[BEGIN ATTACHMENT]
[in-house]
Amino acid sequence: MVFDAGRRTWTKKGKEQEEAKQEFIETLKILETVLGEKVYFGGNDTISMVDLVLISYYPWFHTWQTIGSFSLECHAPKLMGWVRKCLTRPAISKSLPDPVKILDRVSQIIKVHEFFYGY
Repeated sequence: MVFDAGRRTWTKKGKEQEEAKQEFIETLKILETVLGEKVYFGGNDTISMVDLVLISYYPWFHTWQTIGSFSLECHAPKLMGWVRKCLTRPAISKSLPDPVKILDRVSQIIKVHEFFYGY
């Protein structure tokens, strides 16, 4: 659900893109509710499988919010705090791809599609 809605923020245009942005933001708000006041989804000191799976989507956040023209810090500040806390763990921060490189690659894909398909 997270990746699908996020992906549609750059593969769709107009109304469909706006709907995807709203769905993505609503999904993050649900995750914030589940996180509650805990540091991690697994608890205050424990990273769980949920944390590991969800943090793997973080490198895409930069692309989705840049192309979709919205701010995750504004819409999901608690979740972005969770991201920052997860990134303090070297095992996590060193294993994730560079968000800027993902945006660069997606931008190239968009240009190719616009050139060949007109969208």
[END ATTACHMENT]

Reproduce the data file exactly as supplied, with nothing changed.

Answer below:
[in-house]
Amino acid sequence: MVFDAGRRTWTKKGKEQEEAKQEFIETLKILETVLGEKVYFGGNDTISMVDLVLISYYPWFHTWQTIGSFSLECHAPKLMGWVRKCLTRPAISKSLPDPVKILDRVSQIIKVHEFFYGY
Repeated sequence: MVFDAGRRTWTKKGKEQEEAKQEFIETLKILETVLGEKVYFGGNDTISMVDLVLISYYPWFHTWQTIGSFSLECHAPKLMGWVRKCLTRPAISKSLPDPVKILDRVSQIIKVHEFFYGY
């Protein structure tokens, strides 16, 4: 659900893109509710499988919010705090791809599609 809605923020245009942005933001708000006041989804000191799976989507956040023209810090500040806390763990921060490189690659894909398909 997270990746699908996020992906549609750059593969769709107009109304469909706006709907995807709203769905993505609503999904993050649900995750914030589940996180509650805990540091991690697994608890205050424990990273769980949920944390590991969800943090793997973080490198895409930069692309989705840049192309979709919205701010995750504004819409999901608690979740972005969770991201920052997860990134303090070297095992996590060193294993994730560079968000800027993902945006660069997606931008190239968009240009190719616009050139060949007109969208």